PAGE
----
Hundreds of people gathered at NASA's Stennis Space Center Friday afternoon. Many of them carrying video cameras and binoculars.
They posed for pictures with astronaut Dominic Antonelli and watched a demonstration with NASA engineer Christine Powell.
Kids and adults got a boost out of it, but that wasn't the main draw for these folks.They were looking for something more.
"I expect to see a lot of action," said Andrew Simms of Lafayette, Louisiana.
And that's exactly what they got...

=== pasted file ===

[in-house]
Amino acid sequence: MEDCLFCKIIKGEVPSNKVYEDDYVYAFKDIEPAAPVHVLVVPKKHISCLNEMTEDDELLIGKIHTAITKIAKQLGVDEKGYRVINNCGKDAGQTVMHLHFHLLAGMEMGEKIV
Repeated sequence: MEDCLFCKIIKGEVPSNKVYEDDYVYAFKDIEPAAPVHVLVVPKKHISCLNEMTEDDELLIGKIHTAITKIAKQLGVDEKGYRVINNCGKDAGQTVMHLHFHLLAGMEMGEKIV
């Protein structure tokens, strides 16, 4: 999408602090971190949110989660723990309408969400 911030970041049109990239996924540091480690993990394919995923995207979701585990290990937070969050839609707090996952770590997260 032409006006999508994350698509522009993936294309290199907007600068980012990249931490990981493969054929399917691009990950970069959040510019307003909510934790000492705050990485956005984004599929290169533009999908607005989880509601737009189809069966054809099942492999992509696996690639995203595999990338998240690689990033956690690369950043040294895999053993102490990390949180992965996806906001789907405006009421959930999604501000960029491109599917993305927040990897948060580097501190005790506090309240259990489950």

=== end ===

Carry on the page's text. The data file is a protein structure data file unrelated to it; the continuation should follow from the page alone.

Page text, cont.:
The public was invited to experience the shake, rattle, and roar of a night test of one of the Space Shuttle Main Engines. One engine delivers as much horsepower as 28 trains. And it take three engines to launch a shuttle into orbit... People were amazed by the sights, the sounds, and the vibrations of this 8 minute reliability test.
For the first time ever, the public was also able to view the engine test live on the Internet.
And if you missed the live test, you can still experience the thrill through video and photographs. Just log on to the Stennis website at www.ssc.nasa.gov and catch the action all over again.